What makes your literature great?

Oh, I don’t think it’s great! I only published one book so far and I’m working on the sequel. My fanfiction stories were even less great and still got outstanding reviews. I think that as long as your story is entertaining, readers will be quite understanding. Writing every day I am honing my craft. My first work isn’t perfect, but my second will be better. Storywise, I do my best to create relatable characters and even likable villains sometimes.

So you are writing a series…tell us about it?

It’s a fantasy trilogy called Chimer.

The first book is called Forget Me Not and I introduce the main character, Rae Davis, who gets lost into the rainforest and is hunted by humanoid monsters. The chimera is a creature with 2 DNAs ( I put a new spin on old mythology such as vampires, shapeshifters, witches). So she uncovers a secret that threatens her life. She is saved in the nick of time by another Chimera and there is a romantic subplot. When she finds out about an ancient prophecy she realizes she is destined to do more. She has some tough choices to make and a lot to give up. In the sequel, she gets ready to fulfill the prophecy…and that’s all I can say without giving any spoilers.

You have vivid imagination. What are your hobbies?

I love reading (obviously), hiking and cooking.

Any special diet?

Both my husband and I are gourmands and we love eating a variety of foods. We’ve travelled a lot through Europe and picked up some great recipes. Tonight I made pizza (I do that every Friday night), but I make a lot of international recipes. I see you’re from Bulgaria. I make kavarma sometimes and I love Bulgarian biscuit cake. I also make some chinese recipes that my daughter loves.

What was the last very good romantic book you read?

I don’t read a lot of romantic stories, but I recently read Postscript by Barbara Avon which is a bittersweet lovestory with an unexpected ending. I also love Laurann Dohner’s books, she writes paranormal romance.

Do you read more fiction or non-fiction?

I almost always read fiction, mostly fantasy because I also have a book blog where I review fantasy novels.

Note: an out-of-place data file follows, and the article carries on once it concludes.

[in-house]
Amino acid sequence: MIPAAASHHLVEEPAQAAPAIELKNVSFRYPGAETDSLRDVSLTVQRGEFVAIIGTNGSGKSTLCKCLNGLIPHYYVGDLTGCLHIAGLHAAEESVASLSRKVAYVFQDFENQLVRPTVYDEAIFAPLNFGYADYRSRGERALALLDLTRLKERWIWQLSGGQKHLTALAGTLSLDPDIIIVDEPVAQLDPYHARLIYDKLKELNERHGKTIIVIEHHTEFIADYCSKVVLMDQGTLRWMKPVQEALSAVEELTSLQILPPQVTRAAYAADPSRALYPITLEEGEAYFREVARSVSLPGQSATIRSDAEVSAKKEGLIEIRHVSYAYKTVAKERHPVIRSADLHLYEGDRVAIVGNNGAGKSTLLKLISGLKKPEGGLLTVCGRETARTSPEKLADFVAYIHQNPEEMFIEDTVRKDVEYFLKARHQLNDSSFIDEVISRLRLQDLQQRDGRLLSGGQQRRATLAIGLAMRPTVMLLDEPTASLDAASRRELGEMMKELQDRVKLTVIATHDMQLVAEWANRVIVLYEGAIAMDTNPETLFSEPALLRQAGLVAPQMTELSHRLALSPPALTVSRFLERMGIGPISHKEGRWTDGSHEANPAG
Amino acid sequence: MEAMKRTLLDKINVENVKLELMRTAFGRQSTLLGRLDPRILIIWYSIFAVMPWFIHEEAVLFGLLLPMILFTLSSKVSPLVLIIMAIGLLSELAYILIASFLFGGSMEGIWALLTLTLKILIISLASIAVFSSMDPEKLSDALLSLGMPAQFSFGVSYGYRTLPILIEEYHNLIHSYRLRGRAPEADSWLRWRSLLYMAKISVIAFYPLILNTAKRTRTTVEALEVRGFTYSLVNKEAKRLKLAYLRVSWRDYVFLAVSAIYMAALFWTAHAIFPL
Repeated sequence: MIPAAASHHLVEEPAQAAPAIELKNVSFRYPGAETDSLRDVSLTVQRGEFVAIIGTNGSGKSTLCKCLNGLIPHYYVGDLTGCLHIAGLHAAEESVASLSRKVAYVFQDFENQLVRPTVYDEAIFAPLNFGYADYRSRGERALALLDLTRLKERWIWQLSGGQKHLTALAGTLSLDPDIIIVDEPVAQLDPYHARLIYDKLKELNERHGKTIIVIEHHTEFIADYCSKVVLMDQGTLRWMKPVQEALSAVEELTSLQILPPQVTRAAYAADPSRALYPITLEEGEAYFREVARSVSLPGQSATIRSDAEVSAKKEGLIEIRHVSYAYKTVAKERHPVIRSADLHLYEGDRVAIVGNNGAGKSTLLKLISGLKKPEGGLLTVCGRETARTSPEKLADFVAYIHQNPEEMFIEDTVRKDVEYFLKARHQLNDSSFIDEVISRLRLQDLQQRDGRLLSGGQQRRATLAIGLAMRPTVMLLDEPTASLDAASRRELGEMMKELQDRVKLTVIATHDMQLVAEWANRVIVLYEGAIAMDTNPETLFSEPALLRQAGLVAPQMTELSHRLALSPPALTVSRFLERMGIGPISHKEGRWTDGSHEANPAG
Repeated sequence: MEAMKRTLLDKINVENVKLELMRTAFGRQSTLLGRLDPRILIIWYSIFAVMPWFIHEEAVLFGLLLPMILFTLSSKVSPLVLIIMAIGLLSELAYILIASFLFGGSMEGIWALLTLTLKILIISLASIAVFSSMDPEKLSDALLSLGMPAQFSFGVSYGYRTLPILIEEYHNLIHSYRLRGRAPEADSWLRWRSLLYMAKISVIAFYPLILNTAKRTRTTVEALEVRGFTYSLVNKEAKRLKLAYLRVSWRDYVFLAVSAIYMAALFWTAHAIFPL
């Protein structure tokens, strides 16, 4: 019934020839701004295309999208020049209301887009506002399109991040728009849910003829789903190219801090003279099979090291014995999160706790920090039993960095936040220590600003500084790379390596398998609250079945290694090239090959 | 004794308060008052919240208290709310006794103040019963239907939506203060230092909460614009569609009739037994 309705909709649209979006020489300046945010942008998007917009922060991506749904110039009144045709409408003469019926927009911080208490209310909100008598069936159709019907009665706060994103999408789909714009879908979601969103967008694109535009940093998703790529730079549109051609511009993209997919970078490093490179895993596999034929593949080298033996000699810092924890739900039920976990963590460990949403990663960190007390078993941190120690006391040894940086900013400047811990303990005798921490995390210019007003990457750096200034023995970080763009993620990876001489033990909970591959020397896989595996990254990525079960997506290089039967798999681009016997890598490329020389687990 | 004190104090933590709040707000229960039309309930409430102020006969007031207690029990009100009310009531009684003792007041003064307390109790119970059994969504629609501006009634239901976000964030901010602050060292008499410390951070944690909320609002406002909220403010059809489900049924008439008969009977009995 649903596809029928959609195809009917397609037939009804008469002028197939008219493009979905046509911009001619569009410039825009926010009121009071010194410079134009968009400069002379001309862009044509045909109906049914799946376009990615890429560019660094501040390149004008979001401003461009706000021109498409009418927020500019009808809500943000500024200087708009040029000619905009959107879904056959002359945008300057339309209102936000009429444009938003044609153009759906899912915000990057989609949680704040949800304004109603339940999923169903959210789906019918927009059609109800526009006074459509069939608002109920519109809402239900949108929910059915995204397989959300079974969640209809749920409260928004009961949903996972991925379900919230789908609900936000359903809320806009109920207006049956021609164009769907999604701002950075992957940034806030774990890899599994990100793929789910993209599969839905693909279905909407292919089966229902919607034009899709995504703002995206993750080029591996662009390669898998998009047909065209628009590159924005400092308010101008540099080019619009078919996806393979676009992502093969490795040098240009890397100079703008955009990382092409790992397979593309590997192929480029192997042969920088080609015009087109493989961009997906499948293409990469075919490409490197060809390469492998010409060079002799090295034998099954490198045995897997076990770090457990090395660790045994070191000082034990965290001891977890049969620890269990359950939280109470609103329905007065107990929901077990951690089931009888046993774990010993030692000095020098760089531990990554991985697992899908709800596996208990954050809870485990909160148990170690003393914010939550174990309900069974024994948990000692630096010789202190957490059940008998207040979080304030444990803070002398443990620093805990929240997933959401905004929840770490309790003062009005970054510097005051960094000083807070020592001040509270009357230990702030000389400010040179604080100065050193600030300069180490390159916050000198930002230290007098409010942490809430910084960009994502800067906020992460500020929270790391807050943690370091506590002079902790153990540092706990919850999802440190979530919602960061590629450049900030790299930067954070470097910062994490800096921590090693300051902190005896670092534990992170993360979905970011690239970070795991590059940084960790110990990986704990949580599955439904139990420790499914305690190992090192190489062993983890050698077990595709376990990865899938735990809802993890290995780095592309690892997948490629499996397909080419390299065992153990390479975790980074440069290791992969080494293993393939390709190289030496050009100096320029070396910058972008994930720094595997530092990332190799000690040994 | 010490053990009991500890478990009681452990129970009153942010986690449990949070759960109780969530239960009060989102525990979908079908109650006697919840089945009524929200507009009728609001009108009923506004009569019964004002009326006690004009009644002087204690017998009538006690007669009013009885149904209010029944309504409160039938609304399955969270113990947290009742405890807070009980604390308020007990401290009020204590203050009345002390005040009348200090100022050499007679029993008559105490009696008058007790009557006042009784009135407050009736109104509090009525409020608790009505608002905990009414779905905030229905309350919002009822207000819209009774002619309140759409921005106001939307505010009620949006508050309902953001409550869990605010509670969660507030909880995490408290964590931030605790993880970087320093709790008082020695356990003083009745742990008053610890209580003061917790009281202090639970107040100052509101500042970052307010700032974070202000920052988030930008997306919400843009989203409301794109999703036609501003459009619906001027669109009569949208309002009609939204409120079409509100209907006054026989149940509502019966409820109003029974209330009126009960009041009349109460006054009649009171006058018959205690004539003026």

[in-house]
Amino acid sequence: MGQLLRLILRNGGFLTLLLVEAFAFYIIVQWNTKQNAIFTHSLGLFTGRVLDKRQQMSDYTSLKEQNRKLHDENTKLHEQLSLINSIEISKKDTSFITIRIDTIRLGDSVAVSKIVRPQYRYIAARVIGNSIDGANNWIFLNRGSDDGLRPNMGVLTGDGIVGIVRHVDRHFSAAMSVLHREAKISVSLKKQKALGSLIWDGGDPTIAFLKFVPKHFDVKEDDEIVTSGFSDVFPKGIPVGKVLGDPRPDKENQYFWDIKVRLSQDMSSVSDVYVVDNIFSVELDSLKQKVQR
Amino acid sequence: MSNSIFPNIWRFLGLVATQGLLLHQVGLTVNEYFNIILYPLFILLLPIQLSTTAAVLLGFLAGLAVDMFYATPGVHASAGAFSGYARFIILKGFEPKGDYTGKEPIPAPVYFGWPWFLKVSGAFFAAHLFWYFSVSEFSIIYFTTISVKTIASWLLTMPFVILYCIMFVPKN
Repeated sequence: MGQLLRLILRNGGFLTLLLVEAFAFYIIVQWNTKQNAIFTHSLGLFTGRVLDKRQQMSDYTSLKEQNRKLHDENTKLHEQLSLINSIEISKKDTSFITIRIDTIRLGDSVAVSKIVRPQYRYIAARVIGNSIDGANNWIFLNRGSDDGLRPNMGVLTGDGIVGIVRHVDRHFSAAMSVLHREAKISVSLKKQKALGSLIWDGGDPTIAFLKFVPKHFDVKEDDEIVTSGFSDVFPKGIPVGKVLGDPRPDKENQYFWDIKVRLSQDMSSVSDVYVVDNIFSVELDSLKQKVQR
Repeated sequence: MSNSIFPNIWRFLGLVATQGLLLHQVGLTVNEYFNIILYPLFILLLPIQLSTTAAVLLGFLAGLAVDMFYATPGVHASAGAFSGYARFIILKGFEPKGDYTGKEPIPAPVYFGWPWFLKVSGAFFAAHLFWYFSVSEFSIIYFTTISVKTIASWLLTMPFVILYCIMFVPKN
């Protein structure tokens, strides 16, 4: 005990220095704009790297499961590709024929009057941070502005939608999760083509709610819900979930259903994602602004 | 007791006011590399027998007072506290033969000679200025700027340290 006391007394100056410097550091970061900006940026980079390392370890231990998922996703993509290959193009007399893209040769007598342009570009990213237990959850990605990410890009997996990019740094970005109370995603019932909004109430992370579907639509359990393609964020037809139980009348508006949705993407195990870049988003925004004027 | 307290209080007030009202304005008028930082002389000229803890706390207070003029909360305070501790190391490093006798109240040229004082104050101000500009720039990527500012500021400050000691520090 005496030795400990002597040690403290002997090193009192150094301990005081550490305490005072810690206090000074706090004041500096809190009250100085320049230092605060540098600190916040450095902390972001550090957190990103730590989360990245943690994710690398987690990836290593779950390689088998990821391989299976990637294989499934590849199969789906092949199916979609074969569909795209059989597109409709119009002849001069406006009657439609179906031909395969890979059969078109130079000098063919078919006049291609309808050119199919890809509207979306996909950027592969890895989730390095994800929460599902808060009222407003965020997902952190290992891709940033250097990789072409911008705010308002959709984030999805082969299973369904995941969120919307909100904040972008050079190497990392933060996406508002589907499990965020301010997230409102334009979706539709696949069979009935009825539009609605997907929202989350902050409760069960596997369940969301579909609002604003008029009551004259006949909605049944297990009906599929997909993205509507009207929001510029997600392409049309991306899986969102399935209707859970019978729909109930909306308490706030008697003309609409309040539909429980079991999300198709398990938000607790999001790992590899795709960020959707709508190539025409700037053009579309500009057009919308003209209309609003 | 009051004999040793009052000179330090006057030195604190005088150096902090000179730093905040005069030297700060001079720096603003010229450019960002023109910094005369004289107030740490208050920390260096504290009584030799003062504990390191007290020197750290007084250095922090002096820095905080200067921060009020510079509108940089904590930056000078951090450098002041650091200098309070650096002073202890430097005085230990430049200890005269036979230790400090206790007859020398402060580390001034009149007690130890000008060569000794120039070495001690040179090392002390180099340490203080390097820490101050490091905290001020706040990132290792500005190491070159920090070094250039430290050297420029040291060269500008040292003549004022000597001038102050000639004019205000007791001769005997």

Tell me about it?

It’s called and I post sporadically because I struggle to find time for reading these days. You’re welcome to take a look. There’s not much romance there (except for Barbara Avon’s book).

What is the most precious thing in your life?

My family: my husband and my daughter.

What does your daughter dream of?

When she was little she dreamed of having her own zoo. Now that she’s older (13) she dreams of designing the perfect costume for Comic Con.

How do you feel when you get a new positive review for your work?

I suffer a lot from impostor syndrome. I constantly worry that my work is sub-par, especially since I chose to write in English despite not being a native speaker. So, every time I read a good review  I feel enormous joy and a bit of relief that the reader wasn’t disappointed. Also, good reviews motivate me to keep writing. It’s such an incredible feeling!

*Impostor Syndrome is a psychological pattern in which one doubts one’s accomplishments and has a persistent fear of being exposed as a “fraud”.

Would you like to tell us more about how you fight your condition?

I keep writing. If I expect to write well from the start, I’ll be disappointing. So I do my best to keep writing, to let the story flow. The hardest part is not to stop to edit. Sometimes I know I’m using the wrong word, so instead of trying to get it right, I’ll leave myself a comment to fix it later and just go with the flow. No matter how many times I edit that first draft, I’ll always worry that it’s not good enough. But then I give it to beta readers. If they say it’s good enough, then it’s time to move on.

To keep it short, the more you write, the easier it gets.

Thanks to Anca, who let us understand how therapeutic writing can be.

Here is an independent review for her book  Forget Me Not

Here is a LINK for who would like to read this tantalizing story.

Also, right now her book is on a blog tour. I still have some left. If someone wants a free copy, they can download it from HERE if they agree to leave a review: